II Timothy

II Timothy 3:16-17 “All Scripture is given.”

“All Scripture is given by inspiration of God, and is profitable for doctrine, for reproof, for correction, for instruction in righteousness, that the man of God may be complete, thoroughly equipped for every good work.” I deliberately limited the title above to “All scripture is given” for the simple reason that it is easy to gloss over this key point-all scripture is “given.” Though all scripture was obviously written through the instrumentality of humans, they wrote that which they were given. God predestined this means to accomplish His end. If God had chosen to not give us the scriptures, then we would not have them. Peter, as another human author of scripture, concurs with Paul when he says, “that no prophecy of Scripture is of any private interpretation” (II Pet. 1:20). A better word than ‘interpretation’ for the Greek word ‘epilusis’ would be ‘origin’ or explanation. In other words, the only thing which explains the phenomenon of biblical prophecy is that God has given it “by inspiration.”

How He has given the scriptures was “by inspiration,” or God-breathed. Because the scriptures are given by inspiration of God it also makes them unique, and there is no other book like the bible having sole authority over all. As a result they are infallibly true, completely trustworthy and clear, and sufficient to us for everything we need to know, not only concerning salvation and so-called “religious” matters, but they provide all the wisdom we need to govern our lives in every sphere and area of life. It is precisely because “all scripture is given by inspiration of God,” that they are “profitable.” Paul used this specific word when writing to Timothy twice, once in each letter, and once also to Titus. ‘Ophelimos’ means that something or someone is useful, helpful, serviceable, advantageous, or able to produce a profit. According to Strong’s, it is from a form of ophelos, which in turn is a form of ophello, which is the idea of benefit or accumulating as a benefit, profit, or advantage.

At I Timothy 4:8 (Cf. 6:11), Paul writes that even though bodily exercise has some profit or yields an advantage for one’s health, “godliness is profitable for all things.” To Titus Paul wrote that when believers are “careful to maintain good works, these things are good and profitable to men” (3:8). This is the fashion in which Paul views the place of the scriptures, and the very first thing which he notes that all scripture is profitable for is doctrine. Two things should be noted here, the first is the prime importance Paul placed on doctrine, and secondly that for any doctrine to be profitable it must flow from the study of all scripture (Cf. Rom. 15:4). Paul then highlights three verbal imperatives that cover a key aspect of the pastoral ministry, but which also are key to anyone reading all scripture. The scriptures, by their very nature as “given by inspiration of God,” when read or delivered to fallen human beings, will of necessity reprove, correct, and instruct.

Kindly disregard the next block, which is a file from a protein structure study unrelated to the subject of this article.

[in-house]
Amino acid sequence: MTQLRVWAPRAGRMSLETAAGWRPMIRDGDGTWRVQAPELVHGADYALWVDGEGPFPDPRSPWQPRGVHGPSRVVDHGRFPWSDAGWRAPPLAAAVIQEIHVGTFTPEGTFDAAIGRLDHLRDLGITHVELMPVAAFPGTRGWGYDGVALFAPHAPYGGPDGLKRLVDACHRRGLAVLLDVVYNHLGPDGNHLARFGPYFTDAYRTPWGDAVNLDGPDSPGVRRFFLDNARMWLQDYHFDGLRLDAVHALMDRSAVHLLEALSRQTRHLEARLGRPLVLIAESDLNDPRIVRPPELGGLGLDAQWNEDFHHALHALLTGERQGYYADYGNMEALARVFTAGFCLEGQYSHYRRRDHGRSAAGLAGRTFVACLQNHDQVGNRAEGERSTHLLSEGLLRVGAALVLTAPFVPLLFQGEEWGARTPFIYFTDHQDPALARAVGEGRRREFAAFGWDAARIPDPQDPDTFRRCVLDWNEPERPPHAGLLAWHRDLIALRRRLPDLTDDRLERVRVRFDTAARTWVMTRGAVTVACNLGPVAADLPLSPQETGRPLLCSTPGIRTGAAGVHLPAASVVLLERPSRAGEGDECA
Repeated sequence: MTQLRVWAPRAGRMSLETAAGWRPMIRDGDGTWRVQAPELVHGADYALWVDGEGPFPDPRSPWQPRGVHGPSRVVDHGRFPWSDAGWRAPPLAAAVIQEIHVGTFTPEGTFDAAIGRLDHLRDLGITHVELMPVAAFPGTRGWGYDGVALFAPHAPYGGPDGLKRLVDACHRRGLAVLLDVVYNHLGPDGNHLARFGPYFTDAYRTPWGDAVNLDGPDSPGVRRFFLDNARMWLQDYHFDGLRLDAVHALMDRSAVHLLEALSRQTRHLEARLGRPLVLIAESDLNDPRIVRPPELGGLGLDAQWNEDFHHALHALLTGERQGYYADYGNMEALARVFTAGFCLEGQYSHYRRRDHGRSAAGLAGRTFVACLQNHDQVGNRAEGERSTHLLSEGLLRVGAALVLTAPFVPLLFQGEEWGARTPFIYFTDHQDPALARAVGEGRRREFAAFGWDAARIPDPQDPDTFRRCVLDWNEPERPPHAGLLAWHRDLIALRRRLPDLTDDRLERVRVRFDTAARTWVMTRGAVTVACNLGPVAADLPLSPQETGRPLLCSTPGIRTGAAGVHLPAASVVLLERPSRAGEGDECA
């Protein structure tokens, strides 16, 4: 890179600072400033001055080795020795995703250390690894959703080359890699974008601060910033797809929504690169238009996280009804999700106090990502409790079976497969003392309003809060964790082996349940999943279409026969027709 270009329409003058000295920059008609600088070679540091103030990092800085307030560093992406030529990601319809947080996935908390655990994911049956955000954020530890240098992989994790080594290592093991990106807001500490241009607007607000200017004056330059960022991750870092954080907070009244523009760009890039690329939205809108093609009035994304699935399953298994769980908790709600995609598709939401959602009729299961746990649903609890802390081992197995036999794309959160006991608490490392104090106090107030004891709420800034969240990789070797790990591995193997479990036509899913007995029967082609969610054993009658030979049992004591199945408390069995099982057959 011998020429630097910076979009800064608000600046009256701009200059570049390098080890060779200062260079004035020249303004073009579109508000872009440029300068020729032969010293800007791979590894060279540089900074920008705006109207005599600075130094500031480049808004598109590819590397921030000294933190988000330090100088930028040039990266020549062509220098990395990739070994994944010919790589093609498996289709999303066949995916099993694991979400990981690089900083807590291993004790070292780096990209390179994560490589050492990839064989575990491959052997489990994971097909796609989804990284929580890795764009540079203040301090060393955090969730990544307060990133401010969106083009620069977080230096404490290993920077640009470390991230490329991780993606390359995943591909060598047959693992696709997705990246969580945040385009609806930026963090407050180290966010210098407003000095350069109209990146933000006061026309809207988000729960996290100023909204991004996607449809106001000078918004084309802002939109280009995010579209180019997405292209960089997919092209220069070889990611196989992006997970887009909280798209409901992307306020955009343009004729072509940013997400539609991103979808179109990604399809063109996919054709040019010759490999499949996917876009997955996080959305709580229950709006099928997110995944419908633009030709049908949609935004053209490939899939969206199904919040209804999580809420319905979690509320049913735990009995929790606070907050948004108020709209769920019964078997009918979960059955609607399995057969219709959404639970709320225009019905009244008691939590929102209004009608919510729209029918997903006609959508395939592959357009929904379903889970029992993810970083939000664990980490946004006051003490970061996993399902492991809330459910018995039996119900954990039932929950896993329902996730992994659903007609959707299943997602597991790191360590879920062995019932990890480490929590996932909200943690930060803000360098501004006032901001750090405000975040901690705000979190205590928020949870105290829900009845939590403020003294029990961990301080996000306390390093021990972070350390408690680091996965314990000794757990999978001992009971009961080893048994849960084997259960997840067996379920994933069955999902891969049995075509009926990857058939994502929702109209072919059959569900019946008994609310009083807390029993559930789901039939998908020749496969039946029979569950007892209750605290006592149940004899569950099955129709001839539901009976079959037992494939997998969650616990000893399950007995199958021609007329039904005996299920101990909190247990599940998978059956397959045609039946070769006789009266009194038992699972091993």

These three words may seem like synonyms, but in fact they express a logical flow. Reprove carries the idea that something wrong has been done, including aberrant beliefs. Care-frontation, to use a word to express the care we need to take in the necessary job of confrontation, is the first thing. The second thing that is then necessary is to correct. This is the nature of repentance, turning from that which we have been reproved of, and turning in the opposite direction to walk on the correct path. Instruction is of course involved in the first two, but here, as third in our order, it carries the idea of being instructed so that reproof and correction may not required in a particular area again. If it is required again, then the same process should be applied. This process should begin first with the preacher as he studies the word. As noted above, the role of all scripture here is clearly directed to all who hear and read it.

However, in this letter to one of his pastoral protégés, Paul is saying to Timothy that only if he understands that this process begins with him as a minister of the word, will he be a man of God made complete, “thoroughly equipped for every good work.” The goal of the process listed above is “righteousness.” The Greek word ‘dikaiosune’ means more here than simply right acts, synonyms could be justification, or as regards a person’s character (which is what Paul is referring to here), ‘equity’ or ‘integrity.’ As regards the Christian, any sin is fundamentally a lack of integrity on our part. Repentance is to re-establish equity or integrity in doctrine and life. This is that role of scripture which Paul wishes to highlight here. To be “thoroughly equipped” is to be properly trained. The man of God must be thoroughly trained in the study of ALL scripture. To only study certain portions or to study without due diligence, is to fall short of being “thoroughly equipped for every good work.”

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